Tag Archives | Mike Pompeo

Members of Congress urge Trump Administration to implement key Tibet legislation

May 13, 2019

A bipartisan letter signed by 32 members of Congress addressed to Sec. of State Mike Pompeo was released today by Reps. James P. McGovern (D-Mass.) and Christopher H. Smith (R-NJ), co-chairs of the bipartisan Tom Lantos Human Rights Commission. The letter urges the Trump Administration to promptly implement key legislation passed by Congress to guide US policy on Tibet.

The letter expresses the Congress members’ “deep concern about the well-being of the Tibetan people under Chinese rule,” adding that “the repression in Tibet continues unabated.” The members of Congress say “It is therefore now more urgent than ever that the State Department fully implement current law on Tibet.”

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Senior American officials call for international coalition to press China on religious freedom in Tibet

July 27, 2018
Describing the Ministerial to Advance Religious Freedom as “just the beginning,” Vice President Pence and other U.S. government officials repeatedly raised China’s human rights violations in Tibet as they promised ongoing new efforts to combat religious freedom violations around the world. Ambassador-at-Large for International Religious Freedom Sam Brownback, who recently re-affirmed America’s commitment to seeing the release of the Panchen Lama, answered a question about religious freedom in Tibet by describing a new multi-lateral effort to end China’s assault on Tibetan Buddhism:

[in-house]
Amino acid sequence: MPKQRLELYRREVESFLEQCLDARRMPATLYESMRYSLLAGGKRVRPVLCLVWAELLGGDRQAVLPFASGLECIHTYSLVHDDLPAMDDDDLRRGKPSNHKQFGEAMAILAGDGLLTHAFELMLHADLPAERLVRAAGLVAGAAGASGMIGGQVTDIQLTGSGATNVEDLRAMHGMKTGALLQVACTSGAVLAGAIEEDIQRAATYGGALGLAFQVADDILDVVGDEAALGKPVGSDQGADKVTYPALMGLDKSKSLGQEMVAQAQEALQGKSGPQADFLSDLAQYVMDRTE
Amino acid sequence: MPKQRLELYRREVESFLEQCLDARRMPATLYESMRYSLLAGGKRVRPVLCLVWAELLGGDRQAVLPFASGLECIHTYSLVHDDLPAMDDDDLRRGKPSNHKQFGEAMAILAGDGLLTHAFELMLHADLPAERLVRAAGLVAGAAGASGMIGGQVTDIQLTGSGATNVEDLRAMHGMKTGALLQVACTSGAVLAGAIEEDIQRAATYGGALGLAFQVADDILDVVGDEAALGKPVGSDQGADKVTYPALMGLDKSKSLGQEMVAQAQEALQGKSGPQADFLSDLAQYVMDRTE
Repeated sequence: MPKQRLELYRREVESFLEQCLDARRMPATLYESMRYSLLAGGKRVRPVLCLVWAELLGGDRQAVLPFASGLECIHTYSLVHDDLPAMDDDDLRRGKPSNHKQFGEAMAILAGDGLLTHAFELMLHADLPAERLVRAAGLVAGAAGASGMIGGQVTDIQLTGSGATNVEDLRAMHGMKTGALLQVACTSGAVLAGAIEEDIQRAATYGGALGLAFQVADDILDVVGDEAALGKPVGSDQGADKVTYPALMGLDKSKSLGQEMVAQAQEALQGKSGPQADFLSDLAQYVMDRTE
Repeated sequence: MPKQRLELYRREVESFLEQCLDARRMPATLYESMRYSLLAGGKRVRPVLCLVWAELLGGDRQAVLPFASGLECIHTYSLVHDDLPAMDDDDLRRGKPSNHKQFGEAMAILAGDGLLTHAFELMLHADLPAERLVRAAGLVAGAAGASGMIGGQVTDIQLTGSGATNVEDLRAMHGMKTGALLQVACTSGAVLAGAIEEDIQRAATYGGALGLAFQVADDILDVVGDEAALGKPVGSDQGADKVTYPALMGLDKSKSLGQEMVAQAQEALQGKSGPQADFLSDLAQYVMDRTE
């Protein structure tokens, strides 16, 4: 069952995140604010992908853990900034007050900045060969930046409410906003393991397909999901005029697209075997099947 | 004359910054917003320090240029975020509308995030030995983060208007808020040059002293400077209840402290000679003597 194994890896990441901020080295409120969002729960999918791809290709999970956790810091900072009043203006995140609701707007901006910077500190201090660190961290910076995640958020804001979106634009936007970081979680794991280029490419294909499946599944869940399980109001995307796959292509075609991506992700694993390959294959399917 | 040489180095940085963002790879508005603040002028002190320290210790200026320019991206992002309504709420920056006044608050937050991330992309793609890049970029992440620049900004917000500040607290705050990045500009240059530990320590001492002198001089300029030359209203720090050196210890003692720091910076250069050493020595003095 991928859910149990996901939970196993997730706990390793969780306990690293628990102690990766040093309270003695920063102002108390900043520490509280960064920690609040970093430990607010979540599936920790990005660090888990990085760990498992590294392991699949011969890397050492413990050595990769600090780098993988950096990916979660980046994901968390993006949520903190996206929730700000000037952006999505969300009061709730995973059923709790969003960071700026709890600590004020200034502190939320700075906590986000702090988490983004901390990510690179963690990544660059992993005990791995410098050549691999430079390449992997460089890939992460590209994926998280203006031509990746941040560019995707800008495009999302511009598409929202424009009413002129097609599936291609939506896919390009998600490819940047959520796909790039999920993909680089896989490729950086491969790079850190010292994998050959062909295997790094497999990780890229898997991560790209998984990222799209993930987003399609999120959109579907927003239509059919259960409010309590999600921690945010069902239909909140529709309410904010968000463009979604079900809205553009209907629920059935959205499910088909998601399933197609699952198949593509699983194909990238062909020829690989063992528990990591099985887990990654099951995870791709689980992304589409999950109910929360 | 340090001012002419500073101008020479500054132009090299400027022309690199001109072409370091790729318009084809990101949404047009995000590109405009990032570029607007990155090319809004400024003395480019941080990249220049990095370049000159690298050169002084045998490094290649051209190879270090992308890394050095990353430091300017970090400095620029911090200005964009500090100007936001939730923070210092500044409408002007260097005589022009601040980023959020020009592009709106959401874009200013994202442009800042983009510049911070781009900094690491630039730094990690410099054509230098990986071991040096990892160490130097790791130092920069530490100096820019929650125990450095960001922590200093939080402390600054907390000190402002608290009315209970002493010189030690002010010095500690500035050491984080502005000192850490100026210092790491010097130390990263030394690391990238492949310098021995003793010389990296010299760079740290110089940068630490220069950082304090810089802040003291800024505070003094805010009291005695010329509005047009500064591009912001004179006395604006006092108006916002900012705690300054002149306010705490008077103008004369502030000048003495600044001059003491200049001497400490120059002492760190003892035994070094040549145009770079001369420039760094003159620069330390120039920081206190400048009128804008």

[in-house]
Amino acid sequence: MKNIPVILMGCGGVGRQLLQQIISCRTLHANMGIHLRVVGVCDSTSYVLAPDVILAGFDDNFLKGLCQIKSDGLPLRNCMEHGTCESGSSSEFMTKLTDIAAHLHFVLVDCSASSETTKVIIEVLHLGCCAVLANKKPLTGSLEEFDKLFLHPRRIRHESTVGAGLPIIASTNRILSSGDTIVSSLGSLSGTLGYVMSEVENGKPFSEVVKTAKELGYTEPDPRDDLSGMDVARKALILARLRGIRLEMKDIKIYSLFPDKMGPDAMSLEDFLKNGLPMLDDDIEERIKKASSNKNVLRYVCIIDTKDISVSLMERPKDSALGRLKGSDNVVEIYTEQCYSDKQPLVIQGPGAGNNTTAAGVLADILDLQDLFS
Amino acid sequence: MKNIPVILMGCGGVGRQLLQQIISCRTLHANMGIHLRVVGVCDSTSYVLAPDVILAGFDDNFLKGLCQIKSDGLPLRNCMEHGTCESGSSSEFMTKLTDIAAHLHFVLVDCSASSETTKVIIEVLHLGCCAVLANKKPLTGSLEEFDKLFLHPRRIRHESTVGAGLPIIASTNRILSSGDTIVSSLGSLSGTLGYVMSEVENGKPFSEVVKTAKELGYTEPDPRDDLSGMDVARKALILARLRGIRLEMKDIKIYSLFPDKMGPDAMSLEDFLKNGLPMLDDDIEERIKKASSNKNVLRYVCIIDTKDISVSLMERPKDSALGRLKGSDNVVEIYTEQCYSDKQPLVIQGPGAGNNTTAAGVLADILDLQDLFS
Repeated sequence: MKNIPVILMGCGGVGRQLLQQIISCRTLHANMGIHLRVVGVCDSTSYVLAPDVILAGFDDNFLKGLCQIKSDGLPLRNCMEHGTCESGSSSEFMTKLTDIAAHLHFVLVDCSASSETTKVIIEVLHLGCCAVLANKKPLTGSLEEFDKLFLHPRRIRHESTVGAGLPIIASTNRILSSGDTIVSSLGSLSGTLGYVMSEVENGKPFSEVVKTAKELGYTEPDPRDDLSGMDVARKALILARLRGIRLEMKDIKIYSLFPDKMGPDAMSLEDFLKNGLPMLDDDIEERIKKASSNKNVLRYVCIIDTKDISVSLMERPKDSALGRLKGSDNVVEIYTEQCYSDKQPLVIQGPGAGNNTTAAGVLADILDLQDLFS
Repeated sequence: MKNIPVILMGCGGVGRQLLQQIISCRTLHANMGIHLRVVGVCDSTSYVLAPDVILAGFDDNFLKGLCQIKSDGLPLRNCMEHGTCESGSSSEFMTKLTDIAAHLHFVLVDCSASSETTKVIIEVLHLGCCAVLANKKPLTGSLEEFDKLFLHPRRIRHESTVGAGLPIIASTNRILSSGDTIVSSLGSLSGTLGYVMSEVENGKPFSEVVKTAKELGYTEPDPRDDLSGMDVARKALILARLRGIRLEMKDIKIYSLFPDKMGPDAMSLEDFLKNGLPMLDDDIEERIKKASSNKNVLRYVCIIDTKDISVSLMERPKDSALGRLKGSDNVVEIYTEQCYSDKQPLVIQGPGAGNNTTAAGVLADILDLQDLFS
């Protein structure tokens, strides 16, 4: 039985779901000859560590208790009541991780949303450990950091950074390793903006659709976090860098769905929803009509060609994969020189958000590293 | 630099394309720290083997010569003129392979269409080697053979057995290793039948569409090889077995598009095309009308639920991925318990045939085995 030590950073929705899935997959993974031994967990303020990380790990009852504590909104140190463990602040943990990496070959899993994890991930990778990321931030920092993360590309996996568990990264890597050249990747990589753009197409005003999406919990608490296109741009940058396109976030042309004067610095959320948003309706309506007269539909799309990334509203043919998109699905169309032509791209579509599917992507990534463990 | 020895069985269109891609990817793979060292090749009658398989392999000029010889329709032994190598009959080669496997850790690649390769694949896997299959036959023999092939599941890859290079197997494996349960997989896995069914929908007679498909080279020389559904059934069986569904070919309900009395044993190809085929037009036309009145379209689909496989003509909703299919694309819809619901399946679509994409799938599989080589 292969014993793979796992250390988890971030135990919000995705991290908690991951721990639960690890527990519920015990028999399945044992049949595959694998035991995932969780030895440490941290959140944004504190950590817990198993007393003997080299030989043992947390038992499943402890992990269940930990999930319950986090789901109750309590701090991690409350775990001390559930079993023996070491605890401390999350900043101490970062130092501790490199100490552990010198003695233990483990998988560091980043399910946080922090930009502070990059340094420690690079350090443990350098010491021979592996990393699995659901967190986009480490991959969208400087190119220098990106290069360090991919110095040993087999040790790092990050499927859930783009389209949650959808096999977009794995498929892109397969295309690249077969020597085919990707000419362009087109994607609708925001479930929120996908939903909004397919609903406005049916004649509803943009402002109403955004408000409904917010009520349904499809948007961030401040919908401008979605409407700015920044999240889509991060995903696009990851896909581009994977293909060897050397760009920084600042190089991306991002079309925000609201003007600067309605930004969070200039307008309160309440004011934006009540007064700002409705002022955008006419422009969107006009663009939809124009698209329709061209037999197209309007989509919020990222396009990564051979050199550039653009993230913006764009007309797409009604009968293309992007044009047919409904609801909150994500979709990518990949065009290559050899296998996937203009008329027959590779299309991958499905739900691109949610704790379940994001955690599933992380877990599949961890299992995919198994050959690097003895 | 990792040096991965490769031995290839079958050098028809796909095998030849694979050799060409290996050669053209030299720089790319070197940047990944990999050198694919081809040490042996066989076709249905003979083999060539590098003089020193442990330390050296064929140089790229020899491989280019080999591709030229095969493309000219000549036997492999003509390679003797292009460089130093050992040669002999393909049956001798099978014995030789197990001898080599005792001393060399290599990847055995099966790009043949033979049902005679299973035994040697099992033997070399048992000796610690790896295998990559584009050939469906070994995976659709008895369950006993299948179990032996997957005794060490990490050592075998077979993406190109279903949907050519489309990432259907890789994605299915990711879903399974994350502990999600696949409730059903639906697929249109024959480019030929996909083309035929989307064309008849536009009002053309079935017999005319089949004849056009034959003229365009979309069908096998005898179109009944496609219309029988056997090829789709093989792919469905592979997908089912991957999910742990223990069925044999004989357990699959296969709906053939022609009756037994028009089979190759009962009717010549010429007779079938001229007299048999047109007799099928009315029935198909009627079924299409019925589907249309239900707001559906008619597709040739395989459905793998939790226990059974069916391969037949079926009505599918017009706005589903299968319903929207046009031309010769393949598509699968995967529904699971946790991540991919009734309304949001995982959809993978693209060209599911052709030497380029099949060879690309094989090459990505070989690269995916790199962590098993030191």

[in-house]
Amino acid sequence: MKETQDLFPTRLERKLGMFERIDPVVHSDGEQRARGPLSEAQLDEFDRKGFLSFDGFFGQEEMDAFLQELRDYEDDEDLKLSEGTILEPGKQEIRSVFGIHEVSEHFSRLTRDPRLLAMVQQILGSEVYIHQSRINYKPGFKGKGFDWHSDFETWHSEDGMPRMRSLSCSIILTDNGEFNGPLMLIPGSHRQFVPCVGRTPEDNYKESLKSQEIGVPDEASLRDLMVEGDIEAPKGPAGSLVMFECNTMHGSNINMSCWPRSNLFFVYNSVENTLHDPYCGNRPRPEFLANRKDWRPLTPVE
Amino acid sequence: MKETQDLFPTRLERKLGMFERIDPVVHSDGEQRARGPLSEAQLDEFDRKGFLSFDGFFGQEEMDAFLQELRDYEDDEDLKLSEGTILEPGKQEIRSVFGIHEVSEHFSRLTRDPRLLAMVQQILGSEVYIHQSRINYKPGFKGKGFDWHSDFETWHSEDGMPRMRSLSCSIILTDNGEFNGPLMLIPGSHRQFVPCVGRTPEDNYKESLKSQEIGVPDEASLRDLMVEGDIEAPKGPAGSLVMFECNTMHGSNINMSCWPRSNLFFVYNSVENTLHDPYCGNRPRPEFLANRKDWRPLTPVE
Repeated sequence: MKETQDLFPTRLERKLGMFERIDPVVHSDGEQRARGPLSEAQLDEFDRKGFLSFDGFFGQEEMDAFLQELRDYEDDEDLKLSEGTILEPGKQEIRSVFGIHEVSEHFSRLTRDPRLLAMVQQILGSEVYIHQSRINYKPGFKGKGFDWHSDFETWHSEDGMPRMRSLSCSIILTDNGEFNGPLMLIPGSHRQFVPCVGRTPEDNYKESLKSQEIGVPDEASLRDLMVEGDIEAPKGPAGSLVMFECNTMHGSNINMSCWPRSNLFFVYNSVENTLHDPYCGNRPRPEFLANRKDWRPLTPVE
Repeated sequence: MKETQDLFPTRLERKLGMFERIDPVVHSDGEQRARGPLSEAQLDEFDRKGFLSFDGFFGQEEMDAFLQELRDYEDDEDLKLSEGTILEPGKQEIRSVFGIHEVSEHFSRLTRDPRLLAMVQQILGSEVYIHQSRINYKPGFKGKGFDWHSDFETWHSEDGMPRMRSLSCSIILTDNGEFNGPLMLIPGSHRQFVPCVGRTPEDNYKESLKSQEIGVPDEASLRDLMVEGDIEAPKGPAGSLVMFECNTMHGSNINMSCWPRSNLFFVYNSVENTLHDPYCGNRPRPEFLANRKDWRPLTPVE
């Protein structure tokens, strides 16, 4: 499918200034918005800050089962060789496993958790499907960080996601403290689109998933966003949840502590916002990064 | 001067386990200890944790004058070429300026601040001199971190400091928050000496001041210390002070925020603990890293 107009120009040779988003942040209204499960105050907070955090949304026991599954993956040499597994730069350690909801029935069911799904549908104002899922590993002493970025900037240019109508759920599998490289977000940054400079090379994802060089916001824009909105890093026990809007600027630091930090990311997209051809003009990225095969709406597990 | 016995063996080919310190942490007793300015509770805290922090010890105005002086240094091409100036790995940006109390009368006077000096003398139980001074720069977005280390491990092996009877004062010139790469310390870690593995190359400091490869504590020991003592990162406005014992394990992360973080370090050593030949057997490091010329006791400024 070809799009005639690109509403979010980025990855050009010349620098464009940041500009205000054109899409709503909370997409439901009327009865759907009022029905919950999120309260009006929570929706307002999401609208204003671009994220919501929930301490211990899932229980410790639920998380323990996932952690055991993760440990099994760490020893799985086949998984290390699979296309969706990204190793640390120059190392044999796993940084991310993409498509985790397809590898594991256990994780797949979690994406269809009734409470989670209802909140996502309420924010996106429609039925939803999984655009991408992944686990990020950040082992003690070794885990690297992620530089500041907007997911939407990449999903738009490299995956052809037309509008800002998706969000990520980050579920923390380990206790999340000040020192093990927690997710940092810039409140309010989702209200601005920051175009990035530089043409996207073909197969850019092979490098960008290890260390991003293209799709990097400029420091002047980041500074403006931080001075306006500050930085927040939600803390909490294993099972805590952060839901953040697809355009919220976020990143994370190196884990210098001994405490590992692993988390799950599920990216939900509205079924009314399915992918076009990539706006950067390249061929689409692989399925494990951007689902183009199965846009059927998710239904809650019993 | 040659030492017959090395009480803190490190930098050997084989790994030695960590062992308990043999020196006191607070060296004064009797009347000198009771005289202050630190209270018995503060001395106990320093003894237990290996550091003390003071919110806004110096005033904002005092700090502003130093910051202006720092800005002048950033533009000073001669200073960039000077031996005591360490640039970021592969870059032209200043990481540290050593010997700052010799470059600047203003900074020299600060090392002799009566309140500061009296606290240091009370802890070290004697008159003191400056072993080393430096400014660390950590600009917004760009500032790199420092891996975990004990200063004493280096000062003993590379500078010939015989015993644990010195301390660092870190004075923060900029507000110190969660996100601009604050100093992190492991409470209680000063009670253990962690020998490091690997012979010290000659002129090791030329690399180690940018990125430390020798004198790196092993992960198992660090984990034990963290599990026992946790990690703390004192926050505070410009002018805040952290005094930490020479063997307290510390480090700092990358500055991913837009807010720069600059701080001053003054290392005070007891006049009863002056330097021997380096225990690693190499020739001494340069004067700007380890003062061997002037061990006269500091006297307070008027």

We had a number of Tibetan Buddhists testify and speak here, and people that have experienced the persecution that’s taken place for years in Tibet… What we are working on doing and pulling together is an international consortium to press China about religious freedom… It’s Tibetan Buddhists, it’s Uighur Muslims, Christian house church leaders, Falun Gong – there’s a whole series, and this has been going on for some period of time. We’re trying to do is get that international coalition pulling together to push on the Chinese Government to let people practice their faith freely as they see fit.

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VP Pence and Golok Jigme

Vice President and Secretary of State meet Tibetan activist, discuss China’s human rights violations

July 26, 2018

The aspirations of the Tibetan people were heard at the highest levels of the United States government this week when a well-known Tibetan activist was among a select group of survivors of religious persecution who met with Vice President Mike Pence and Secretary of State Mike Pompeo.

Golok Jigme, a Tibetan Buddhist monk who was jailed and tortured by Chinese authorities for speaking out against their oppressive rule in Tibet, talked with the two American leaders in the sidelines of the U.S. State Department’s Ministerial to Advance Religious Freedom. The three-day event in Washington D.C. was a first-of-its-kind gathering of elected officials, international organizations, religious leaders and civil society members to advocate for greater religious freedom around the globe.